Breathing Life into the Dead Zone: Can the Federal Common Law of Nuisance Be Used to Control Nonpoint Source Water Pollution?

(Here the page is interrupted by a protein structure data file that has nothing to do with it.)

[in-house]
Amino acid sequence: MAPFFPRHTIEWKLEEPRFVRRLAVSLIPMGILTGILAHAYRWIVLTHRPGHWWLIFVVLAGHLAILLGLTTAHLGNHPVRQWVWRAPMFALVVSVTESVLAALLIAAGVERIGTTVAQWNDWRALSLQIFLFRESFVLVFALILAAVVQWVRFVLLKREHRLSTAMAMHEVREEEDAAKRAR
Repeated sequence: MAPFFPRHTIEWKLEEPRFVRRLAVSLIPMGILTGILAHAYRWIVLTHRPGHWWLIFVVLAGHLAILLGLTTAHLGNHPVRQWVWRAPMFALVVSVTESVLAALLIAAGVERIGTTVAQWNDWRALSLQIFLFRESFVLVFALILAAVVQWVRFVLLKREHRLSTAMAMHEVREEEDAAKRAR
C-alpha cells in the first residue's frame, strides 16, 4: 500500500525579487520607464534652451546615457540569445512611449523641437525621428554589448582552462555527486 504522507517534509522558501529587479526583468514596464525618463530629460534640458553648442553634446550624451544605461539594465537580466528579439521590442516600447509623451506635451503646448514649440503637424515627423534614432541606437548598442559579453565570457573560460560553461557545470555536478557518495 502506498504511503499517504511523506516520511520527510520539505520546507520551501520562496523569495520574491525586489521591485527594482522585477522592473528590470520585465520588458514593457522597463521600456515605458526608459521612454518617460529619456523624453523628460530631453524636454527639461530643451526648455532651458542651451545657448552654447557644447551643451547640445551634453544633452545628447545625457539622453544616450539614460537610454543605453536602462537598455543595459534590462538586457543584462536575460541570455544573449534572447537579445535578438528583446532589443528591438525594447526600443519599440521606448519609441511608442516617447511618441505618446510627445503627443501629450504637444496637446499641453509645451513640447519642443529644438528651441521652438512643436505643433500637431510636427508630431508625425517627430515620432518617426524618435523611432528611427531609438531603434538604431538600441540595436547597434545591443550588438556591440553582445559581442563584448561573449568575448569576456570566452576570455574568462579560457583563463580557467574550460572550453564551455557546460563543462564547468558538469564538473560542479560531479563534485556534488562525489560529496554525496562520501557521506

This Comment posits the argument that the federal common law of nuisance could be used to control agricultural nonpoint source water pollution that causes the environmental problem known as the Gulf of Mexico “Dead Zone.” The primary obstacle to such a suit is that the United States Supreme Court, in two cases dealing with interstate water pollution from point sources, has held that the Clean Water Act entirely displaced the need for the federal common law of nuisance to abate interstate water pollution. However, the United States Court of Appeals for the Second Circuit's recent decision in Connecticut v. American Electric Power Co., a case dealing with the use of the federal common law of nuisance to control greenhouse gas emissions that contribute to climate change, has arguably refined the standard for federal displacement, requiring that the statute “actually regulate” the nuisance at issue. While the Clean Water Act actually regulates point source pollution, it fails to actually regulate nonpoint source pollution, thus leaving open the possibility that Louisiana or affected citizens could bring a claim under the federal common law of nuisance against states and agricultural industries that do not control the nonpoint source pollution that causes the Dead Zone.